The moderate winter months in Southern Africa are sunny and dry, and a great time to combine your tour to Victoria Falls with a wildlife safari in the superb national parks of Zimbabwe, Zambia, Botswana or South Africa.
TIP October is the hottest month of the year in Vic Falls (around 34°C / 93°F), and one of the very best months for safari. The animals don’t stray far from the little remaining water, but the Falls are at their very lowest and the Zambian side will the completely dry. Be sure to choose which is most important to you – game viewing or the Falls - if you’re travelling around this time.
Between February and July, the mighty Zambezi River is in full flood and the Falls are at its most thunderous – usually peaking between March and April. Dazzling clouds of mist can float 1 312ft (400m) above the Falls! Expect to get drenched by spray at most of the vantage points on the Zim and Zambia sides.
- The Zambezi River is fed by water that flows down from wetlands in northern Zambia on the border with the Angolan Highlands. As the early summer rains arrive in about November, so the current gains momentum and the water surges. This reaches a pinnacle between about February and May, when the Falls are at their heaviest.
- The height of the spray and width of the Falls will be at their maximum: both the Zimbabwean and Zambian sides will be at their fullest, and the noise can be deafening.
- If you choose to visit when the area is at its hottest and wettest, from about November to March, consult your doctor about adequate anti-malaria precautions.
- High-water levels mean the current is too fast for water-based activities like swimming in Devil’s Pool or rafting. This means that seeing the Falls in full flood is not the time to go if you want to partake in these activities.
TIP You can rent or buy a poncho or an umbrella at the Falls.
Best time for:
- Enjoying spectacular views
- Seeing the lunar rainbows of Vic Falls
The Falls’ lunar rainbows or ‘moonbows’ are rare atmospheric phenomena that occur when the bright glow of a perfect full moon reflects and refracts off the mist created by the waterfall. Niagara Falls also used to produce colourful lunar rainbows, but sadly the light pollution in the area has eliminated these beautiful occurrences.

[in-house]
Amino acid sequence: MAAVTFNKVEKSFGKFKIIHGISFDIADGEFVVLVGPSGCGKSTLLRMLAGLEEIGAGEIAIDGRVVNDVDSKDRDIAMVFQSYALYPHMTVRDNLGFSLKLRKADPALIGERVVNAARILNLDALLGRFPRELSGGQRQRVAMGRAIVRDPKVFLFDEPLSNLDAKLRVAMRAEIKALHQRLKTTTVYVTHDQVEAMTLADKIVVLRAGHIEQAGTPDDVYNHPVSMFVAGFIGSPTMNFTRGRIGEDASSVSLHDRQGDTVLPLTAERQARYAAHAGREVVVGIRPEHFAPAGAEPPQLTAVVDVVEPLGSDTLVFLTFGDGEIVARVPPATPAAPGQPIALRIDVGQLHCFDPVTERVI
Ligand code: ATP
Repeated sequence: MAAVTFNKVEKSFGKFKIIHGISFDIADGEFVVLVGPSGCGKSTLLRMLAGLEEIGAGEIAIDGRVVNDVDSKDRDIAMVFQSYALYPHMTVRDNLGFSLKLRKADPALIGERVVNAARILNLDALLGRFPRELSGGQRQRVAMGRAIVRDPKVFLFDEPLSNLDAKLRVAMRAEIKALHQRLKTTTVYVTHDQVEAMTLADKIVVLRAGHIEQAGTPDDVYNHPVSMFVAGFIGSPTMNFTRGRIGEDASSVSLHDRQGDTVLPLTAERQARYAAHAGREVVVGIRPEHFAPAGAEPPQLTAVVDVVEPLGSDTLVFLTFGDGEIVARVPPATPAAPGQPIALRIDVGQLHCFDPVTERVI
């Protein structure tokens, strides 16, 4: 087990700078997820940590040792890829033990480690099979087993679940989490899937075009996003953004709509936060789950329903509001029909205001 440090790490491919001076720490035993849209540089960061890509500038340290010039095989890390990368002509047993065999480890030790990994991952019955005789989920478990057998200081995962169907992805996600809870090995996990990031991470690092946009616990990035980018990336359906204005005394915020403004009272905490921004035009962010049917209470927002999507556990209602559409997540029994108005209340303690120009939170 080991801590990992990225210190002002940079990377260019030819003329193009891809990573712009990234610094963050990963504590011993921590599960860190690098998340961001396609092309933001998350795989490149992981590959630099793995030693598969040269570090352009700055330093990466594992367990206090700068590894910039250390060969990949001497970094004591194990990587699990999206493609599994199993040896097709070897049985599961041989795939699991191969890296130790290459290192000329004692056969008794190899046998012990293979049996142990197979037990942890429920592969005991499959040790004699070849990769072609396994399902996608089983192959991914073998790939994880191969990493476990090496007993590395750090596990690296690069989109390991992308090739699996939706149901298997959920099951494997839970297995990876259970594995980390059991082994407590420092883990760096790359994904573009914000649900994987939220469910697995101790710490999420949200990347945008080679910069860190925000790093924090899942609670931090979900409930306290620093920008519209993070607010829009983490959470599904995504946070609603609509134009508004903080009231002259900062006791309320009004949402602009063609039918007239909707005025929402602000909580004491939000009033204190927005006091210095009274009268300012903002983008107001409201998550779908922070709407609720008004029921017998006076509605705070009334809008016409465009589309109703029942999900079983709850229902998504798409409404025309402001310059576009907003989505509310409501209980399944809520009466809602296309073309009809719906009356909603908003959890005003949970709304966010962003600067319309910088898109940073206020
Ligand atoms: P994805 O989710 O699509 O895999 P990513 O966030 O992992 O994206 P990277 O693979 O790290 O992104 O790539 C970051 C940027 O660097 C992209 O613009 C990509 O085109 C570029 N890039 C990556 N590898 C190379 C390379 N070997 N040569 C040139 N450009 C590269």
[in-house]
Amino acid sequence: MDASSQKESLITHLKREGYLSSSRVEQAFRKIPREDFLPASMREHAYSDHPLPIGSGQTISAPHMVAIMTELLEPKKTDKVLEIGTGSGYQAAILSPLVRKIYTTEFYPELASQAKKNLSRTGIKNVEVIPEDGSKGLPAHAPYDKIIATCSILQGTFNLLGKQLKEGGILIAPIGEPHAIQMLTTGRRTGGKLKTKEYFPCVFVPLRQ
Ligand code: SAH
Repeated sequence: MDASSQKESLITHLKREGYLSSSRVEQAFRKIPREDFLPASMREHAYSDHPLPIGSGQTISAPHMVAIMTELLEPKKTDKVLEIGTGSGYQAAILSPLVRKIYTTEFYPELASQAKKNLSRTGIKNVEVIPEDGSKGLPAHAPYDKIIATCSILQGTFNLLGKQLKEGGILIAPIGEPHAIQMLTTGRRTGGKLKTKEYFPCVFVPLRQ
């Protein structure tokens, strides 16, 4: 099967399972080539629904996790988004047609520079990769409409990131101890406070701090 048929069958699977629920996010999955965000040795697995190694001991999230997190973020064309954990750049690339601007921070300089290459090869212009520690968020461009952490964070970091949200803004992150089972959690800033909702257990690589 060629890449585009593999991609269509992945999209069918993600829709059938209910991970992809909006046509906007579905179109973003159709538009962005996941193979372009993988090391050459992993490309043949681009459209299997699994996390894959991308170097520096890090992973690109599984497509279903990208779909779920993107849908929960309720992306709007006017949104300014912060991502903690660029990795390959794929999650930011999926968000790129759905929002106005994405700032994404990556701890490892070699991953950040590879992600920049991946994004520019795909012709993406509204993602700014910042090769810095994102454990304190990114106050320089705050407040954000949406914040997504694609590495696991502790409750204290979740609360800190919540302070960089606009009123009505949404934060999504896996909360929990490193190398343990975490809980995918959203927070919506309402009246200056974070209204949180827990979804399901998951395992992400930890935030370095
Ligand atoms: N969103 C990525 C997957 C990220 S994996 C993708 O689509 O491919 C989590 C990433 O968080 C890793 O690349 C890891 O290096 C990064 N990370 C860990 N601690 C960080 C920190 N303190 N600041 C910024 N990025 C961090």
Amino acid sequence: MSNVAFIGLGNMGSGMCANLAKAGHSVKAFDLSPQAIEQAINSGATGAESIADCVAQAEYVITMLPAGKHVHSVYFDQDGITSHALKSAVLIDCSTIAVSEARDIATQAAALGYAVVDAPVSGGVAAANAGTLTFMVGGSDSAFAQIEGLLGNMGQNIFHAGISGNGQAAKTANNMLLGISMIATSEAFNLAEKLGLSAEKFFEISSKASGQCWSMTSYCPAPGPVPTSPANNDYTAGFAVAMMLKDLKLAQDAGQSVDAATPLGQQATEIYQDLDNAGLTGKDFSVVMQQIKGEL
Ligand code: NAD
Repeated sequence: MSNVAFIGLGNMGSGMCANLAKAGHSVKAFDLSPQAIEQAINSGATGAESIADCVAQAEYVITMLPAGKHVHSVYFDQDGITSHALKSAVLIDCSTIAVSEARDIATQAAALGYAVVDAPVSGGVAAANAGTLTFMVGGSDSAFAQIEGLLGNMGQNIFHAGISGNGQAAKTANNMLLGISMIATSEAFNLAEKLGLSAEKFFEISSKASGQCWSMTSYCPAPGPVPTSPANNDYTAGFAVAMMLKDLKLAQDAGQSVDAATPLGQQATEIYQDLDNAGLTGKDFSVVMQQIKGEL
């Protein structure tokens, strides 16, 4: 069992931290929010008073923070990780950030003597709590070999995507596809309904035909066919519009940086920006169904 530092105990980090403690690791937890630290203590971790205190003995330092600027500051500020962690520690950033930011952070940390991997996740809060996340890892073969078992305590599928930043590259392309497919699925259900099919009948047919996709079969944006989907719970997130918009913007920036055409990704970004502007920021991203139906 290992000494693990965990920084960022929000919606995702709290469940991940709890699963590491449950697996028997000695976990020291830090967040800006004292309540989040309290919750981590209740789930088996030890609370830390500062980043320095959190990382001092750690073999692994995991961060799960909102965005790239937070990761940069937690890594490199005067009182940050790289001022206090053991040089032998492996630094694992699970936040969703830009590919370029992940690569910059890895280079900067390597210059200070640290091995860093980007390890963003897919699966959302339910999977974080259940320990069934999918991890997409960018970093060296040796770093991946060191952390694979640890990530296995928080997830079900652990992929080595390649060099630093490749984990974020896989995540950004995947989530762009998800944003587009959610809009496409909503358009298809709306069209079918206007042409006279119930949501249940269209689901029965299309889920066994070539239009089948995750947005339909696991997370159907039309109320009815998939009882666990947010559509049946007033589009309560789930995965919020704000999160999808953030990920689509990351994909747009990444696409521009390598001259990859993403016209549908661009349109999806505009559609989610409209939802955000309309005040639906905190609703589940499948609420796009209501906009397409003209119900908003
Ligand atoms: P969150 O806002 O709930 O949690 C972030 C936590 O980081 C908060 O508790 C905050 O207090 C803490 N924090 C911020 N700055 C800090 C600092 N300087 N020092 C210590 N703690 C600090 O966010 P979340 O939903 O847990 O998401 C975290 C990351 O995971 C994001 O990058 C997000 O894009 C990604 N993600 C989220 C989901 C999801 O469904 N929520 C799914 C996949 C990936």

The Zambezi’s water levels are low from August to January, and at its lowest from October until the rains start again.
- By mid-year, the current is slowing and the spray is not as high as the rains stop for winter.
- The water levels of the Falls visible on the Zambian side differ radically throughout the year – if you’re visiting at the end of the dry season in October, you’ll be left wondering what all the fuss is about as you gaze upon a mere trickle or even bare rock.
- Low-water season runs from about September or October to about January when levels drop over the dry winter. This overlaps with peak safari season, which runs from about August to October until spring rains arrive in about November.
Best time for:
- Excellent visibility of the Falls from Zim and Zambia sides – lower water levels mean less spray and mist. But during the end of the low-water season, you might be staring at bare rocks and a trickle of water over on the Zambian side.
- White-water rafting as the current is too strong for non-professionals at other times of the year.
- Zambezi River boat cruises – more animals come to drink as water dries up elsewhere
- A day-trip to Livingstone Island to swim in Devil’s Pool (again, the current is too powerful at other times of year).
The Devil's Pool
When can I swim in Devil’s Pool?